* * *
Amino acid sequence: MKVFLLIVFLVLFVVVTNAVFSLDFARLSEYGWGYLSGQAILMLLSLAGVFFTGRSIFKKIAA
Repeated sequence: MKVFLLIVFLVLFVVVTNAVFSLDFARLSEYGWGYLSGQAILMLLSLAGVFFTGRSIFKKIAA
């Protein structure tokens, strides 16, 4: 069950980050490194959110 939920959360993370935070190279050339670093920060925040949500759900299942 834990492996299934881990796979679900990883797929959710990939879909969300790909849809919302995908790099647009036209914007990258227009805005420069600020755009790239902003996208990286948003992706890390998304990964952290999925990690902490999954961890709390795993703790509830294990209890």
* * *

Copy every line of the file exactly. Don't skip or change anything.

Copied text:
Amino acid sequence: MKVFLLIVFLVLFVVVTNAVFSLDFARLSEYGWGYLSGQAILMLLSLAGVFFTGRSIFKKIAA
Repeated sequence: MKVFLLIVFLVLFVVVTNAVFSLDFARLSEYGWGYLSGQAILMLLSLAGVFFTGRSIFKKIAA
């Protein structure tokens, strides 16, 4: 069950980050490194959110 939920959360993370935070190279050339670093920060925040949500759900299942 834990492996299934881990796979679900990883797929959710990939879909969300790909849809919302995908790099647009036209914007990258227009805005420069600020755009790239902003996208990286948003992706890390998304990964952290999925990690902490999954961890709390795993703790509830294990209890």